• Windows

  • Mac

  • Android

  • iOS

That's where real progress is made.

So again I ask you---why didn't we just incorporate all these security features in these OS's back in 2005? Or 2010?

Same answer. Because we couldn't. Turns out, it's very hard to move giant machines like Microsoft and Apple to add things. Millions of moving parts. Things happen when they happen, just like electrification of the country.

The takeaway

What made me realize is that cybersecurity is this planetary-sized box of a trillion tiny gears. Or it's a glacier. Or it's an ocean. The metaphor doesn't matter. Use the one you like most.

What's important is that it's:

  • slow

  • random

  • inevitable

And that's the problem with a lot of the burnout in cyber. Specifically on the defensive side.

We’re told to expect the world to change when we make a suggestion, and this sets us up for a bad place.

We're sold that we can make the difference. We'll just tell the boss about this thing, and they'll let the business know, and we'll get it fixed.

But we do that, and nothing fucking changes.

We build elaborate plans, perfectly articulate them. Expertly socialize them.

And nothing. Fucking. Happens.

This is why.

Progress in security is a massive machine. It's moving very slowly. And even when it occasionally bursts ahead with progress, that progress is random and not generally tied to any one person or even any one company or industry.

So I just quit?

And that leaves us with what to do.

I don't think this revalation is sad. If anything it's empowering. It wasn't you. It's just the machine. When we absorb this message we can reclaim our sanity. We can reclaim our peace.

Progress will be made, but it won't be on a clock set by us or anyone else. It'll happen in its own time. It actually reminds me of General Absurdism, which is my way of dealing with the big questions in the universe.

On one hand, I behave as if I can change things. Me. Just me. With my very own will. And I try hard in that mindset. But I also---and simultaneously---know that I can't. This does two things for me.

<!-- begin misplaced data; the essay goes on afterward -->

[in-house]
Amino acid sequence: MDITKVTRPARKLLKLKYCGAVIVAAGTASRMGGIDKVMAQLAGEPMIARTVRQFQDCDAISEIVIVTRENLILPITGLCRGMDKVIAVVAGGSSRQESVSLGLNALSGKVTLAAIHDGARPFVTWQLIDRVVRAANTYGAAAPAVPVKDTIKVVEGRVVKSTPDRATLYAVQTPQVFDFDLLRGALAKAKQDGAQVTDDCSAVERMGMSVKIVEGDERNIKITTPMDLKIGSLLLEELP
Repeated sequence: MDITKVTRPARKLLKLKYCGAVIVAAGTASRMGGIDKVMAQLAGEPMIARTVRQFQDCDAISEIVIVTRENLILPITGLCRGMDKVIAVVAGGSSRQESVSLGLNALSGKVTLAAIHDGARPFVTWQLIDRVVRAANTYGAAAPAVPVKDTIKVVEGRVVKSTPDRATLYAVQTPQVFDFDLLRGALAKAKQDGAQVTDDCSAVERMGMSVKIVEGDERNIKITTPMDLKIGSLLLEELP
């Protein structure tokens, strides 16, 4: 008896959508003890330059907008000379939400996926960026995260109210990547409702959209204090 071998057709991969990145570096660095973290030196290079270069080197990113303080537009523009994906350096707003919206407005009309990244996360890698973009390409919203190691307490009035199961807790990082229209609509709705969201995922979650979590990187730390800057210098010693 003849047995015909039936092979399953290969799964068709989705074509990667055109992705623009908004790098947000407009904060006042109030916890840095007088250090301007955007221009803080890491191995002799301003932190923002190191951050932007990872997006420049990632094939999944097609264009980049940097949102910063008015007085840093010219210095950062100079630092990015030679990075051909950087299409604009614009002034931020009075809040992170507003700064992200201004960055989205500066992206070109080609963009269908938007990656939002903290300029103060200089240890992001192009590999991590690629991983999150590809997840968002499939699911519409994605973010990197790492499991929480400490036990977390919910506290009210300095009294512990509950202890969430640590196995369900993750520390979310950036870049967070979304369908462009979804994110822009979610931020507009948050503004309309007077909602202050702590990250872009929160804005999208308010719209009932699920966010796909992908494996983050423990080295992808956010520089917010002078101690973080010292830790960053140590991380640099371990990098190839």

1. It keeps me motivated and trying to improve, and makes me productive

  2. It keeps me grounded and sane becasue I understand the larger mechanism

More practically, if you are seeking a field in which your idea can more instantly and directly translate into a change in the world, I recommend business.

There is still tons of innovation that can be done in defense. It’s just little-i instead of big-I because the opposing forces are so powerful.

If you create something net-new that solves a problem people have, and people actually use it, well now you've made a real difference, and you might make some money in the process.

And to be clear, you can still get wins in defensive cybersecurity. You can innovate new detections, new products, new techniques, etc. And they can make some difference.

Just don't fall into the trap that depresses so many people, where they zoom out and look at the overall machine, and see that their impact didn't really change what was going to happen anyway.


  1. Defensive security is a slow-moving machine that makes incremental and inevitable progress

  2. The largest advances come from integration of new security features into operating systems and regulation

  3. We can make some progress as individuals, but ultimately, change happens at the speed it's going to happen at---especially in security

  4. If you want to have a more direct impact on the world, consider something more dynamic like business where you can more easily create net-new things in the world

  5. If you stay with security, break your mind into two pieces: 1) the one who knows they can change the world by themselves, and works to do so, and 2) the one who knows change only happens when it's supposed to, and who doesn't get rattled when things don't move fast enough